Debates shunned by seniors

Local party activists are a lot more interested in the recent presidential debates than some senior citizens who said they had heard enough.

Candidates Vice President Al Gore, Democrat, and Texas Governor George W.

Bush, Republican, are not setting television viewing records in Kingman.

"We checked on the debate during commercials and listened to the news afterwards," said Leona Harris, as she looked up from her quilting work at the Kathryn Heidenreich adult center.

"I just want them to keep their hands off social security.

The system has worked for a long time.

I just don't take any of them very seriously after all these years."

She blamed the drug companies for high (prescription drug) prices and wasn't sure the government would be the right answer.

She said she did not understand why drugs could be so much cheaper in Mexico than at the local drugstore.

The adult center regularly buses seniors to Mexico from Kingman to buy prescription drugs.

Marilyn Taraba was working on the same quilt.

"Congress has to pass the laws.

Neither candidate can get the job done without them.

All this debate is really kind of silly," she said.

Both women said they had made up their minds at least four months ago.

So they are focused on completing the quilt so it can be used as a drawing prize to raise funds for the adult center.

Floy Burrage, who is retired and volunteers at the senior center, said the debates were not much help.

"I think I know who I will vote for, but I could change before the election," she said.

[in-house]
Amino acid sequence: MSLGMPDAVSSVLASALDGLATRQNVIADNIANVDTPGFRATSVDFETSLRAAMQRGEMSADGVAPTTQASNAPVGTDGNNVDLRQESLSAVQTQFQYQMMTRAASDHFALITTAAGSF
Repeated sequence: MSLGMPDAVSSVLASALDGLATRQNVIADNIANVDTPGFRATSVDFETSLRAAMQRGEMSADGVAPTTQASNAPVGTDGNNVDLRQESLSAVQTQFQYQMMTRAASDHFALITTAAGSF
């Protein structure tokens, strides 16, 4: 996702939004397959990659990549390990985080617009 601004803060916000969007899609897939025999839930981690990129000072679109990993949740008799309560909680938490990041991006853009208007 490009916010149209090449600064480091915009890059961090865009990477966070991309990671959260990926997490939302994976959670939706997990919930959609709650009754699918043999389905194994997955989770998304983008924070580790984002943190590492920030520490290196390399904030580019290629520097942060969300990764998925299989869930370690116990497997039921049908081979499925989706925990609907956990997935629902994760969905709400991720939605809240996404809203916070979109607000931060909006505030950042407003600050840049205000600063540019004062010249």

Most of the seniors at the center on Thursday were more involved in another part of the health care issue.

Primier, a bankrupt insurance provider, was meeting with their former clients to instruct them on how to file claims.

In contrast to the seniors, local Republican and Democrat organization leaders were watching the debates with great interest.

Kingman Area Democratic Club Chairman Richard Glancy said both candidates looked reserved and wellprehearsed for the second debate.

"It was a scripted replay of the first debate with both candidates being careful not to make mistakes," he said.

Glancy said he expects the Gore campaign to attack Bush's record as governor in Texas.

"I think most partisan viewers of the debate thought their candidate won," Glancy said.

"You really had to know the details in each candidate's programs to tell the facts and the differences."

Sandi Reynolds, president of the Kingman Republican Women's Club, said Bush displayed a good knowledge of foreign policy.

"The information I get from the Republicans is that Bush gets the information when he needs it from a good team of advisors," she said.

"He surrounds himself with quality people and gets all the information when it is time to use it."

She felt that Bush defended his record in Texas effectively.

Her husband, Tom, was pleased the debate covered education and military issues plus the need to change the tax structure.

"Bush has a good handle on the military needs and will rebuild our forces and improve moral," he said.

Glancy said it was important for Gore to clearly state his stand on guns.

He (Gore) needs to let people know that gun ownership is OK but handguns and assault weapons need to be regulated," he said.

"It is the children and the schools that must be protected."

The final debate in the three-debate series will be held Tuesday in St.

Louis.